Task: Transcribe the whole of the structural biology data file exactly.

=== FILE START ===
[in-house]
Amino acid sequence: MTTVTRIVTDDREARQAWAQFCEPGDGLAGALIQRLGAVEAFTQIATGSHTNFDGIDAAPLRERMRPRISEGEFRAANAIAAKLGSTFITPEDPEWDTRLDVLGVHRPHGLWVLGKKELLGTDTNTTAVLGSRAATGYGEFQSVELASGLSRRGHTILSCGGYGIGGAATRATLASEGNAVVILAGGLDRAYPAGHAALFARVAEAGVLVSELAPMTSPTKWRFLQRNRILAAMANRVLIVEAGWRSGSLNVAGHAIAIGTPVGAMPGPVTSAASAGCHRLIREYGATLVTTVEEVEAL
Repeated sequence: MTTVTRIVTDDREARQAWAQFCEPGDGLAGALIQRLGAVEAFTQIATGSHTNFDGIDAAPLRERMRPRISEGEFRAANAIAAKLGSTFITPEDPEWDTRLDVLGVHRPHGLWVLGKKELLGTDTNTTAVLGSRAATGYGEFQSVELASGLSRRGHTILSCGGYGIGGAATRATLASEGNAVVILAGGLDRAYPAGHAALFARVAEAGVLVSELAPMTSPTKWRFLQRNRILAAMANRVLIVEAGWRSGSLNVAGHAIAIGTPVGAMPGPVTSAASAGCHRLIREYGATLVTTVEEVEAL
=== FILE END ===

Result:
[in-house]
Amino acid sequence: MTTVTRIVTDDREARQAWAQFCEPGDGLAGALIQRLGAVEAFTQIATGSHTNFDGIDAAPLRERMRPRISEGEFRAANAIAAKLGSTFITPEDPEWDTRLDVLGVHRPHGLWVLGKKELLGTDTNTTAVLGSRAATGYGEFQSVELASGLSRRGHTILSCGGYGIGGAATRATLASEGNAVVILAGGLDRAYPAGHAALFARVAEAGVLVSELAPMTSPTKWRFLQRNRILAAMANRVLIVEAGWRSGSLNVAGHAIAIGTPVGAMPGPVTSAASAGCHRLIREYGATLVTTVEEVEAL
Repeated sequence: MTTVTRIVTDDREARQAWAQFCEPGDGLAGALIQRLGAVEAFTQIATGSHTNFDGIDAAPLRERMRPRISEGEFRAANAIAAKLGSTFITPEDPEWDTRLDVLGVHRPHGLWVLGKKELLGTDTNTTAVLGSRAATGYGEFQSVELASGLSRRGHTILSCGGYGIGGAATRATLASEGNAVVILAGGLDRAYPAGHAALFARVAEAGVLVSELAPMTSPTKWRFLQRNRILAAMANRVLIVEAGWRSGSLNVAGHAIAIGTPVGAMPGPVTSAASAGCHRLIREYGATLVTTVEEVEAL